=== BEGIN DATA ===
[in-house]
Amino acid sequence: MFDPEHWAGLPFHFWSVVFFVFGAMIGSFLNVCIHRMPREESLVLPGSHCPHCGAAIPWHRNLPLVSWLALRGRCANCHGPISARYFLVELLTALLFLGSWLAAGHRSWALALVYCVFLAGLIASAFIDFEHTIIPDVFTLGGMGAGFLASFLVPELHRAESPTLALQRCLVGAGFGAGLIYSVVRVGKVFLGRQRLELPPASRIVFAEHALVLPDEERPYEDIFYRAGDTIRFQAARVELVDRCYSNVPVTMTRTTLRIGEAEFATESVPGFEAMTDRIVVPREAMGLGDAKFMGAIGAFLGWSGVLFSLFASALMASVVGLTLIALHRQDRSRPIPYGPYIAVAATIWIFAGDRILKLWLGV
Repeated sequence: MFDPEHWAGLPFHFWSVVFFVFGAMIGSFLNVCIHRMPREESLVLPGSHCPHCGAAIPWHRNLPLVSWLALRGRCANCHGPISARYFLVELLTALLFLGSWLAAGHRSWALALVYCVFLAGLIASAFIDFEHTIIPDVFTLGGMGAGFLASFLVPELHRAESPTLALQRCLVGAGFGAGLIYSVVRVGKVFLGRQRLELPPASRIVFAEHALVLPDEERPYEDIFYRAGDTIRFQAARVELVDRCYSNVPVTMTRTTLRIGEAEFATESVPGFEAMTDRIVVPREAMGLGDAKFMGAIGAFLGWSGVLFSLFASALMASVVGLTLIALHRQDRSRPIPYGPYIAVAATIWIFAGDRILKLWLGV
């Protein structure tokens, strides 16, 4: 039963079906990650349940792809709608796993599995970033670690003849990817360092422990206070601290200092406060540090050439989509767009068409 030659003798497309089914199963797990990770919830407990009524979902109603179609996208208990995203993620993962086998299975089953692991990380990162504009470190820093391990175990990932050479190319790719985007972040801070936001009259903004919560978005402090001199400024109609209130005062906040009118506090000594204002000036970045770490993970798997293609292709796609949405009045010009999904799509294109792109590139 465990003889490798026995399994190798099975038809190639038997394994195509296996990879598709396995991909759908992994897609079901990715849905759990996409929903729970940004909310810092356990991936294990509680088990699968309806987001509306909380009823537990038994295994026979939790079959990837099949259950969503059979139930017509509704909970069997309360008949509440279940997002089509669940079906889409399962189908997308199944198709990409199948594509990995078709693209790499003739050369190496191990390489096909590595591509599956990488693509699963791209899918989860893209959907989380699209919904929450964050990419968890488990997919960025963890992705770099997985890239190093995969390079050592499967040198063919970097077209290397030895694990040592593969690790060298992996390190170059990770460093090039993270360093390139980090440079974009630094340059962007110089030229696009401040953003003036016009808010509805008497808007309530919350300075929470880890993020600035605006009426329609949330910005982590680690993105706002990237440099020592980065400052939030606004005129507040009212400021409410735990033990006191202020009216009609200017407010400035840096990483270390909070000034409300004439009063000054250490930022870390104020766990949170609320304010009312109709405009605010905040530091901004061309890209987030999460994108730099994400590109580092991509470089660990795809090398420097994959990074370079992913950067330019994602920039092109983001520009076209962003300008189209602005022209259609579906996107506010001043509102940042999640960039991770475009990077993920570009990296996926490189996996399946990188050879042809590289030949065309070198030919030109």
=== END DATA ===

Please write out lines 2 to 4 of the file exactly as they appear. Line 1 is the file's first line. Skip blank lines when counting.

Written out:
Amino acid sequence: MFDPEHWAGLPFHFWSVVFFVFGAMIGSFLNVCIHRMPREESLVLPGSHCPHCGAAIPWHRNLPLVSWLALRGRCANCHGPISARYFLVELLTALLFLGSWLAAGHRSWALALVYCVFLAGLIASAFIDFEHTIIPDVFTLGGMGAGFLASFLVPELHRAESPTLALQRCLVGAGFGAGLIYSVVRVGKVFLGRQRLELPPASRIVFAEHALVLPDEERPYEDIFYRAGDTIRFQAARVELVDRCYSNVPVTMTRTTLRIGEAEFATESVPGFEAMTDRIVVPREAMGLGDAKFMGAIGAFLGWSGVLFSLFASALMASVVGLTLIALHRQDRSRPIPYGPYIAVAATIWIFAGDRILKLWLGV
Repeated sequence: MFDPEHWAGLPFHFWSVVFFVFGAMIGSFLNVCIHRMPREESLVLPGSHCPHCGAAIPWHRNLPLVSWLALRGRCANCHGPISARYFLVELLTALLFLGSWLAAGHRSWALALVYCVFLAGLIASAFIDFEHTIIPDVFTLGGMGAGFLASFLVPELHRAESPTLALQRCLVGAGFGAGLIYSVVRVGKVFLGRQRLELPPASRIVFAEHALVLPDEERPYEDIFYRAGDTIRFQAARVELVDRCYSNVPVTMTRTTLRIGEAEFATESVPGFEAMTDRIVVPREAMGLGDAKFMGAIGAFLGWSGVLFSLFASALMASVVGLTLIALHRQDRSRPIPYGPYIAVAATIWIFAGDRILKLWLGV
């Protein structure tokens, strides 16, 4: 039963079906990650349940792809709608796993599995970033670690003849990817360092422990206070601290200092406060540090050439989509767009068409 030659003798497309089914199963797990990770919830407990009524979902109603179609996208208990995203993620993962086998299975089953692991990380990162504009470190820093391990175990990932050479190319790719985007972040801070936001009259903004919560978005402090001199400024109609209130005062906040009118506090000594204002000036970045770490993970798997293609292709796609949405009045010009999904799509294109792109590139 465990003889490798026995399994190798099975038809190639038997394994195509296996990879598709396995991909759908992994897609079901990715849905759990996409929903729970940004909310810092356990991936294990509680088990699968309806987001509306909380009823537990038994295994026979939790079959990837099949259950969503059979139930017509509704909970069997309360008949509440279940997002089509669940079906889409399962189908997308199944198709990409199948594509990995078709693209790499003739050369190496191990390489096909590595591509599956990488693509699963791209899918989860893209959907989380699209919904929450964050990419968890488990997919960025963890992705770099997985890239190093995969390079050592499967040198063919970097077209290397030895694990040592593969690790060298992996390190170059990770460093090039993270360093390139980090440079974009630094340059962007110089030229696009401040953003003036016009808010509805008497808007309530919350300075929470880890993020600035605006009426329609949330910005982590680690993105706002990237440099020592980065400052939030606004005129507040009212400021409410735990033990006191202020009216009609200017407010400035840096990483270390909070000034409300004439009063000054250490930022870390104020766990949170609320304010009312109709405009605010905040530091901004061309890209987030999460994108730099994400590109580092991509470089660990795809090398420097994959990074370079992913950067330019994602920039092109983001520009076209962003300008189209602005022209259609579906996107506010001043509102940042999640960039991770475009990077993920570009990296996926490189996996399946990188050879042809590289030949065309070198030919030109």